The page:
Rippon heading home for the holidays
Family traditions await the U.S. men's competitor
|Adam Rippon and his family are gearing up for the holiday season. (courtesy of Adam Rippon)|
"To be honest, I'm craving to go home," Rippon says. "I miss home so much. I love where I am. I love Toronto. I love living here. I'm thankful to have found such a great apartment so close to the Cricket Club. But I miss being with my family, and I'm really looking forward to spending Christmas with them."
A regular tradition in the Rippon household is to spend Christmas Eve at the home of one of his mother's sisters. His family is Irish, but his aunt's husband is Italian, so dinner is a traditional Italian Catholic feast of seven different fish dishes. Although not a fish lover, Rippon says everything she prepares is delicious.
"On a normal Christmas there are about 30 to 40 people, but I think this year it might be close to 60 because my cousin is getting married the weekend before," Rippon says. "My Aunt Gail is the main chef of the whole dinner. She loves it and really looks forward to it every year. We, my aunts and uncles will bring a dish, but she does all the main courses. She's really into it, and she's really good at it."
Sometimes after dinner, a few people will head to Midnight Mass, but church is quite a distance away, so they don't go every year.
Rippon, 21, is the oldest of six children (the youngest is 11), and this year he has thoroughly enjoyed buying presents for each of his siblings. There are no more Santa Claus believers, so no one stays up or waits for Santa's arrival. They all rise early on Christmas morning to open their gifts.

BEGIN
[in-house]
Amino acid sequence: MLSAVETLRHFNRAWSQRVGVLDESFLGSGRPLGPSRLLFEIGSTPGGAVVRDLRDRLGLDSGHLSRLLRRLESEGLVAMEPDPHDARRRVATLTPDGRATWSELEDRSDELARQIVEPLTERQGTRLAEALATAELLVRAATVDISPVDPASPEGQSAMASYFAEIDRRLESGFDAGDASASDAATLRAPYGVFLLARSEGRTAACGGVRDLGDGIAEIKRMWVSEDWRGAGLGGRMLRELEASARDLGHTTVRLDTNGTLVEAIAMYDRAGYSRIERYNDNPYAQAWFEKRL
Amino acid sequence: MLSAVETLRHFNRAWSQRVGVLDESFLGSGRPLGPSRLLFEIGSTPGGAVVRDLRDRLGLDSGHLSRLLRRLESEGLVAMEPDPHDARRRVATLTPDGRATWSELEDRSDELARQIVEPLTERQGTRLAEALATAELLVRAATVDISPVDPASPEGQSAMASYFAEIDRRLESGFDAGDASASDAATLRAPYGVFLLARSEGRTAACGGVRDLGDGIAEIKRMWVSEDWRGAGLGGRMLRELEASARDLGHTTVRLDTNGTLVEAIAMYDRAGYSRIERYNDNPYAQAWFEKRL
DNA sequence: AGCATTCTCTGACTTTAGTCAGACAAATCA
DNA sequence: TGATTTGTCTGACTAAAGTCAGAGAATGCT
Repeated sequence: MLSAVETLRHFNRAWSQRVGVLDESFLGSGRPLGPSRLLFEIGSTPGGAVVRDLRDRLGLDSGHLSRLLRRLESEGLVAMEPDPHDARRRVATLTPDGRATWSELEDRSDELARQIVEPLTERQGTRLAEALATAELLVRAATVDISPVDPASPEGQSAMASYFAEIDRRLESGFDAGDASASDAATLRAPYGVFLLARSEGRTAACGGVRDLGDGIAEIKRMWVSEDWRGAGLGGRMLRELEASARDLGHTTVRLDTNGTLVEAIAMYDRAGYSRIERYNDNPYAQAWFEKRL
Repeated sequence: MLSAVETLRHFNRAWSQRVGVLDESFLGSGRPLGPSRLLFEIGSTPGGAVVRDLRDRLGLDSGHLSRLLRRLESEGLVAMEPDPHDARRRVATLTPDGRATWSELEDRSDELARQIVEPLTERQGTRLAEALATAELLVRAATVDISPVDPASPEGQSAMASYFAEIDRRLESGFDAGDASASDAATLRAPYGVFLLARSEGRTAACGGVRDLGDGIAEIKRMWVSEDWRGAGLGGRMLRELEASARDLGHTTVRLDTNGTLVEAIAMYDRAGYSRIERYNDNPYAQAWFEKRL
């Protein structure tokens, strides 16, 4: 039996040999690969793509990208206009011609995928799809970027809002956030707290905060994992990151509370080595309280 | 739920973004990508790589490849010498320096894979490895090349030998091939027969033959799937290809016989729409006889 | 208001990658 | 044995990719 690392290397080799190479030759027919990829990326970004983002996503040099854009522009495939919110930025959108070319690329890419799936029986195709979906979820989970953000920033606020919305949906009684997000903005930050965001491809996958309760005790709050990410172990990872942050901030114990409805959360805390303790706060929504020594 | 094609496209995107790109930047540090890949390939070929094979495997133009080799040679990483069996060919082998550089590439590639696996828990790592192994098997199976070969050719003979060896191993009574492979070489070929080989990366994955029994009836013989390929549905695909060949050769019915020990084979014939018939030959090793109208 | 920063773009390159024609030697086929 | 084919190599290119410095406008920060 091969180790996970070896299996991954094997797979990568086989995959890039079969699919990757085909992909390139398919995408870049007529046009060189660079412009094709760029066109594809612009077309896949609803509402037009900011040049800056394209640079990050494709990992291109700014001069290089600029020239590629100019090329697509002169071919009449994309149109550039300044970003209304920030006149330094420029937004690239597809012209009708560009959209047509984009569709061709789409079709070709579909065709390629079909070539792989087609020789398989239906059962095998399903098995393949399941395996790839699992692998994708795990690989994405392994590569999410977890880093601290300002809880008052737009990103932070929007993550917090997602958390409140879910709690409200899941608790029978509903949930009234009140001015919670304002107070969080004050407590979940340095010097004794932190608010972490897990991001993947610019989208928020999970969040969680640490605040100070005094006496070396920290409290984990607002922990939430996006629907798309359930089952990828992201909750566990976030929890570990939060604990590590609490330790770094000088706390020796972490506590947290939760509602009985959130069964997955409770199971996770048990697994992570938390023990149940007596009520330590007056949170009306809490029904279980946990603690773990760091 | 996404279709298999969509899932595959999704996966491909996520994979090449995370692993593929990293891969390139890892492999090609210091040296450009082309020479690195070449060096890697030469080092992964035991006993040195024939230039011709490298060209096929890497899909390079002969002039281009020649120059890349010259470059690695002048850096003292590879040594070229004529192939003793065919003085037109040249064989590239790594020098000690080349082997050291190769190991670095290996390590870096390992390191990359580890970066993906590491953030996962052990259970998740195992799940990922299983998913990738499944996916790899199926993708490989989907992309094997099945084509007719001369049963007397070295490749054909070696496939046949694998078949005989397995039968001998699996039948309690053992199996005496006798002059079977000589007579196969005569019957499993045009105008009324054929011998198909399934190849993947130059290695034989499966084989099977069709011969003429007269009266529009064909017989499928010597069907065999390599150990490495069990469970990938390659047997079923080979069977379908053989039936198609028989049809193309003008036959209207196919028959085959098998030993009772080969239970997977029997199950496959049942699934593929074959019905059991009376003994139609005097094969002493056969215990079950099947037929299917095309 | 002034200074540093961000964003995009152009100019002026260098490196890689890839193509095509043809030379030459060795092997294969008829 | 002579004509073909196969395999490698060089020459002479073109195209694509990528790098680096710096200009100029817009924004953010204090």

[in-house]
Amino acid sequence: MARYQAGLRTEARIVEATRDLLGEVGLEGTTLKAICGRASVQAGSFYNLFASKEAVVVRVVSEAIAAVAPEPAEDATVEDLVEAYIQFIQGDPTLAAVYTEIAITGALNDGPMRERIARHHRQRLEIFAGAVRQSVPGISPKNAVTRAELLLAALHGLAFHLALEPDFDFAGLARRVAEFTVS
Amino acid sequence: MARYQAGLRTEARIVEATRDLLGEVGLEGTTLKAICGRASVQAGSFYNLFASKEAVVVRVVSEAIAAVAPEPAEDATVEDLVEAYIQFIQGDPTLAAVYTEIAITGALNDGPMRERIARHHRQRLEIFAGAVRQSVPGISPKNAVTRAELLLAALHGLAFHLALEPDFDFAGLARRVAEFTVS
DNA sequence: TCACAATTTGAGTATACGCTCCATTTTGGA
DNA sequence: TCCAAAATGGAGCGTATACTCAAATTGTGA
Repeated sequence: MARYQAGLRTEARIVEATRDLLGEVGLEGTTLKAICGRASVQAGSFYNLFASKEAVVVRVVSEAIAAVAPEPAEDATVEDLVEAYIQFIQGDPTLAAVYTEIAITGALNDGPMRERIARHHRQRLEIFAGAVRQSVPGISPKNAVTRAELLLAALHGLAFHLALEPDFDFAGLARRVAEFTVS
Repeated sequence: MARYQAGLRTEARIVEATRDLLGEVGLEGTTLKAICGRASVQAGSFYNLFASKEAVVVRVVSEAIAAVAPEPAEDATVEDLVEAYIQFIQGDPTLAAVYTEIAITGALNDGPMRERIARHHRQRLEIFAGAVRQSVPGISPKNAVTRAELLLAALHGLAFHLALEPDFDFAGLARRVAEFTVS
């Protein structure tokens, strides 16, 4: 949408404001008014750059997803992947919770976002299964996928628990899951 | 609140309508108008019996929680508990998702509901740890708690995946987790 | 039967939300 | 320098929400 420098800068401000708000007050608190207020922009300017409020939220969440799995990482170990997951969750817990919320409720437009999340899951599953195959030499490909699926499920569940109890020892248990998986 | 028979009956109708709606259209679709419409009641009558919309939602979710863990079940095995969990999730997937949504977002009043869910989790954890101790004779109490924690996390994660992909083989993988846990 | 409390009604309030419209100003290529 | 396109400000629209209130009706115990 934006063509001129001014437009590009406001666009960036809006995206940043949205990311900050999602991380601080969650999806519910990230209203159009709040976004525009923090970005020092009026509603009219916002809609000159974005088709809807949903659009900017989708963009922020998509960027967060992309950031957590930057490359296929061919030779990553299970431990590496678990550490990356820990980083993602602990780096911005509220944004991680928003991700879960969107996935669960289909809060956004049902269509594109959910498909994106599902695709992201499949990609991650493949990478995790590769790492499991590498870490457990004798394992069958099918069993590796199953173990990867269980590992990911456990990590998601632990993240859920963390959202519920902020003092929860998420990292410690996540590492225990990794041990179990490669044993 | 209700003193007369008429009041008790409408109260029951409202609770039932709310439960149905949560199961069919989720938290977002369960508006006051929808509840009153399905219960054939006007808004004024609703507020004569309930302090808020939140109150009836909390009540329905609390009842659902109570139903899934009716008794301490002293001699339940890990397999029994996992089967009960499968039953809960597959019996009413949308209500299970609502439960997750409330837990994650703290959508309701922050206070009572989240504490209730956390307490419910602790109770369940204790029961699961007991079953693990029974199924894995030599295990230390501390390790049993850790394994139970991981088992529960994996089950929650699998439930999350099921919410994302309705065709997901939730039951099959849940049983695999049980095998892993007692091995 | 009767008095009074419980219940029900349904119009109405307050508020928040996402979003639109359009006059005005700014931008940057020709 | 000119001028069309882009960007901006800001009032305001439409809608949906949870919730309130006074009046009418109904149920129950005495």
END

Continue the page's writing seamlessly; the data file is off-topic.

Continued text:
"This year, I've been able to earn my own money through skating in shows, so I can go and get gifts," he says. "I love getting gifts for my brothers and sisters. I'm obsessed with it this Christmas season, honestly."
There are no special family rules for buying presents even though there are six kids. Everyone gets everyone else something.
"My smaller brothers and sisters, at their school they have a day of Christmas shopping," Rippon says. "They can get little things, like key chains, so it only costs them $1 or $2. The little ones have an eraser for everybody or a little box of pens. So they can give everybody a small gift."
At press time, Rippon had finished all his shopping for his siblings but was either still pondering his mother's present or didn't want to reveal much information.
"I'm in the process of getting my mom something," he says. "I want to get something really big because my mom turned 50 this year (her birthday was the week after his). I did not get her a birthday present because I wanted to get her a big Christmas/birthday present. I want it to be special and something that she'll use."
Amazingly, none of his siblings put in gift requests. They've left him to his own devices, "but I kind of know what everybody's into, so it wasn't too challenging," he says.
There's joking that Rippon is now of legal drinking age, so he could be sampling the spiked eggnog these holidays. Although he'll have to produce identification because everybody thinks he's 16.
"Since my 21st birthday was during Skate America, I did not go out and have the time of my life before my short program," he jokes. "At the end of the competition, I was in the bar having dinner with my mom and my cousin, who lives on the West Coast and came to watch. All of a sudden, the waiter comes over and he said, 'The gentlemen over there bought you a drink.' Simon Shnapir and Jeremy Barrett bought me my first drink."
Rippon will be back in Toronto before New Year's Eve to continue training for the 2011 U.S. Figure Skating Championships.